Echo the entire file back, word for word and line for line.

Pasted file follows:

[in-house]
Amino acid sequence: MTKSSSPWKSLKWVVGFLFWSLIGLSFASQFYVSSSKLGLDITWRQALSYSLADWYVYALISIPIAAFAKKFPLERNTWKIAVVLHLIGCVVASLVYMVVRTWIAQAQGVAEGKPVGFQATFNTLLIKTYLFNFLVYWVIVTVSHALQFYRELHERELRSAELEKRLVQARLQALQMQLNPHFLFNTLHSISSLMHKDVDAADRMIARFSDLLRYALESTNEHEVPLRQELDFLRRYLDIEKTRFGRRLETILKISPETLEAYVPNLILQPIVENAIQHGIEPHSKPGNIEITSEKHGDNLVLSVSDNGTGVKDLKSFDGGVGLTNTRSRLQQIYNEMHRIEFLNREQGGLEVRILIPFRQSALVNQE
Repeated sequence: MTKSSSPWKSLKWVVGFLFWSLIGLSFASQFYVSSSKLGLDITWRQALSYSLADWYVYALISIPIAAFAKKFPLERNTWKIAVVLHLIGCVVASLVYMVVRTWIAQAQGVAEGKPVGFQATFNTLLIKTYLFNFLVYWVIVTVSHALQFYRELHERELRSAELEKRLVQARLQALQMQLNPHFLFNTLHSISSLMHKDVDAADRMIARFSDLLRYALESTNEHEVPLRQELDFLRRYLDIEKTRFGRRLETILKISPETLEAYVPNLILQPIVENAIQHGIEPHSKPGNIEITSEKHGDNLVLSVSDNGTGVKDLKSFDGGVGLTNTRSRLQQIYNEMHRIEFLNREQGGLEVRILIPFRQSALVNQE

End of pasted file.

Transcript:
[in-house]
Amino acid sequence: MTKSSSPWKSLKWVVGFLFWSLIGLSFASQFYVSSSKLGLDITWRQALSYSLADWYVYALISIPIAAFAKKFPLERNTWKIAVVLHLIGCVVASLVYMVVRTWIAQAQGVAEGKPVGFQATFNTLLIKTYLFNFLVYWVIVTVSHALQFYRELHERELRSAELEKRLVQARLQALQMQLNPHFLFNTLHSISSLMHKDVDAADRMIARFSDLLRYALESTNEHEVPLRQELDFLRRYLDIEKTRFGRRLETILKISPETLEAYVPNLILQPIVENAIQHGIEPHSKPGNIEITSEKHGDNLVLSVSDNGTGVKDLKSFDGGVGLTNTRSRLQQIYNEMHRIEFLNREQGGLEVRILIPFRQSALVNQE
Repeated sequence: MTKSSSPWKSLKWVVGFLFWSLIGLSFASQFYVSSSKLGLDITWRQALSYSLADWYVYALISIPIAAFAKKFPLERNTWKIAVVLHLIGCVVASLVYMVVRTWIAQAQGVAEGKPVGFQATFNTLLIKTYLFNFLVYWVIVTVSHALQFYRELHERELRSAELEKRLVQARLQALQMQLNPHFLFNTLHSISSLMHKDVDAADRMIARFSDLLRYALESTNEHEVPLRQELDFLRRYLDIEKTRFGRRLETILKISPETLEAYVPNLILQPIVENAIQHGIEPHSKPGNIEITSEKHGDNLVLSVSDNGTGVKDLKSFDGGVGLTNTRSRLQQIYNEMHRIEFLNREQGGLEVRILIPFRQSALVNQE